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Investigating the complexity of interactions between attributions and beliefs: evidence from a novel task

Zamfir, Elena; (2021) Investigating the complexity of interactions between attributions and beliefs: evidence from a novel task. Doctoral thesis (Ph.D), UCL (University College London). Green open access

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Abstract

This thesis presents our work investigating the nature of and interactions between processes underlying causal attributions and the formation and updating of beliefs. The two research directions that constitute the main inspiration for our work - research in psychiatry and computational accounts of decisionmaking - have traditionally been separate; however there has recently been a growing effort to bridge the gap by bringing computational tools to bear on fundamental research questions in psychiatry. We contribute to this effort by designing a quantitative framework for phrasing, exploring and testing hypotheses associated with the attribution-self-representation cycle theory. We developed a novel task, in which attributions and beliefs about the self are measured repeatedly, producing the time series data necessary to investigate interactions between these two variables on a trial-by-trial basis. Importantly, subjects’ beliefs and causal attributions are probed with regard to real outcomes, experienced in the context of learning a skill task, and in the absence of any manipulation targeting their content. We present evidence of effects consistent with the cycle postulated by the theory, namely trial-level effects of attributions on beliefs about skill and effects of beliefs about skill on attributions, neither of which can be reduced to the effect of objective performance. The richness of the task enabled the revelation of substantial behavioural complexity, suggesting testable hypotheses for future work. Of note among these are questions about the modulation of attribution-belief interactions by outcome valence, and the factors governing differential processing of various task features. In sum, our work proposed and implemented a novel framework for investigations into the dynamics of beliefs and causal attributions, and completed the first steps towards a precise formalisation and testing of the theoretical proposal in this framework, while providing novel evidence in support of the theory.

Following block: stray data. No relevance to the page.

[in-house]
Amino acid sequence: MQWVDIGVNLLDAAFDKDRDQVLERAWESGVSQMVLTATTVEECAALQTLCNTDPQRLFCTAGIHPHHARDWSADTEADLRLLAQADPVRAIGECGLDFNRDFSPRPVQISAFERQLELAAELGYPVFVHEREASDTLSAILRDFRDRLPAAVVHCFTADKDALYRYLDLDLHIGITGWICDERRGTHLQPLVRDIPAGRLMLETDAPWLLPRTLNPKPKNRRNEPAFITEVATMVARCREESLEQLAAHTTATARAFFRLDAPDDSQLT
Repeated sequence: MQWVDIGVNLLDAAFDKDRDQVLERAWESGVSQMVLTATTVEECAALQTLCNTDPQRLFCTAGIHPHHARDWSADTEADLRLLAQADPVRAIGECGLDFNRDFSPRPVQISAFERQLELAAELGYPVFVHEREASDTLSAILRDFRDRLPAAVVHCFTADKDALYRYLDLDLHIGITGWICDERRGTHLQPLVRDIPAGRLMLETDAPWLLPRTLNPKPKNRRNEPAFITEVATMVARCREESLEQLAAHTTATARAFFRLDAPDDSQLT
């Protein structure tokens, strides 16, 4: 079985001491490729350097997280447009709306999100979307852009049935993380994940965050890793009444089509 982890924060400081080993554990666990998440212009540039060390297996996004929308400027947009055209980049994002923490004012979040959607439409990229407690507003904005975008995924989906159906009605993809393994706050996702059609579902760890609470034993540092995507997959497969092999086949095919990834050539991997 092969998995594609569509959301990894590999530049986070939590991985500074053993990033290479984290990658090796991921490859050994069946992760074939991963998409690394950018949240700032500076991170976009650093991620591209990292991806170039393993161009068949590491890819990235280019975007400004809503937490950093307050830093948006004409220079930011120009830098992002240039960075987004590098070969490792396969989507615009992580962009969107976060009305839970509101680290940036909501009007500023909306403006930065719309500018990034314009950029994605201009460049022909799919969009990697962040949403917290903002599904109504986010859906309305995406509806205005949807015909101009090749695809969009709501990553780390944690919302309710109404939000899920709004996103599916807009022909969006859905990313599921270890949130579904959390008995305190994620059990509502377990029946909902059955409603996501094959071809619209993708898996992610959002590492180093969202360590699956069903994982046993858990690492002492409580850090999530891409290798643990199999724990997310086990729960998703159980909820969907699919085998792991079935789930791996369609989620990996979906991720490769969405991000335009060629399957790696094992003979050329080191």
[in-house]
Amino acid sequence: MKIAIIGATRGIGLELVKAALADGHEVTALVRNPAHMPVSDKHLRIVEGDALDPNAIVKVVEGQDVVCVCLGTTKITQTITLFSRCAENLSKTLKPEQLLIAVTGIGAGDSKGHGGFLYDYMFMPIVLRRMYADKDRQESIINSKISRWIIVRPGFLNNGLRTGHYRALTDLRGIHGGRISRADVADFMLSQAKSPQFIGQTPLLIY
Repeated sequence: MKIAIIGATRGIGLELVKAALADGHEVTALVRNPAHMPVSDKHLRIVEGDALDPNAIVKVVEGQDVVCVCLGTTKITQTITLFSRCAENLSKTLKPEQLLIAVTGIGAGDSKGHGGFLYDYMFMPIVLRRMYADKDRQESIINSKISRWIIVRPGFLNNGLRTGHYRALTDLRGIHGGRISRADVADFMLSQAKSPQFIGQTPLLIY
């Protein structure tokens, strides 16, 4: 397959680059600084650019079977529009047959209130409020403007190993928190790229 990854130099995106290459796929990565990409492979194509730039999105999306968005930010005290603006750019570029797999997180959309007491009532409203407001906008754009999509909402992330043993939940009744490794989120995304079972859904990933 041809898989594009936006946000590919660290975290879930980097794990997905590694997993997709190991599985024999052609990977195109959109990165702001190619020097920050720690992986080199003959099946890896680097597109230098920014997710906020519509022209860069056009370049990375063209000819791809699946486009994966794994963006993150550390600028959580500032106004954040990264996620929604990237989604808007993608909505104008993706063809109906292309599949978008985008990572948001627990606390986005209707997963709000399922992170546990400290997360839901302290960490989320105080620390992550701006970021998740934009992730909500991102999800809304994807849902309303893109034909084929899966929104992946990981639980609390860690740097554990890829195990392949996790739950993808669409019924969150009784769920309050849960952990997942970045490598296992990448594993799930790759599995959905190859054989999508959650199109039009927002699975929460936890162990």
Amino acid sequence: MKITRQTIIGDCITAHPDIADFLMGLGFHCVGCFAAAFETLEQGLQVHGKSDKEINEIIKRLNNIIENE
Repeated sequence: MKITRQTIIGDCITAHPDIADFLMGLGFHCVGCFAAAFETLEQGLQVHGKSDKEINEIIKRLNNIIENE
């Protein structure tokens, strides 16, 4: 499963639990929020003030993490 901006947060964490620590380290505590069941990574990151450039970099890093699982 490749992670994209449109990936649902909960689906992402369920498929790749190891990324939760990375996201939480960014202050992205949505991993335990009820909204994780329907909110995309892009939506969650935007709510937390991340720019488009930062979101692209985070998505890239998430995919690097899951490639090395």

Type: Thesis (Doctoral)
Qualification: Ph.D
Title: Investigating the complexity of interactions between attributions and beliefs: evidence from a novel task
Event: UCL (University College London)
Open access status: An open access version is available from UCL Discovery
Language: English
Additional information: Copyright © The Author 2021. Original content in this thesis is licensed under the terms of the Creative Commons Attribution-NonCommercial 4.0 International (CC BY-NC 4.0) Licence (https://creativecommons.org/licenses/by-nc/4.0/). Any third-party copyright material present remains the property of its respective owner(s) and is licensed under its existing terms. Access may initially be restricted at the author’s request.
UCL classification: UCL > Provost and Vice Provost Offices
UCL > Provost and Vice Provost Offices > School of Life and Medical Sciences
UCL > Provost and Vice Provost Offices > School of Life and Medical Sciences > Faculty of Life Sciences
UCL > Provost and Vice Provost Offices > School of Life and Medical Sciences > Faculty of Life Sciences > Gatsby Computational Neurosci Unit
UCL
URI: https://discovery.ucl.ac.uk/id/eprint/10127545
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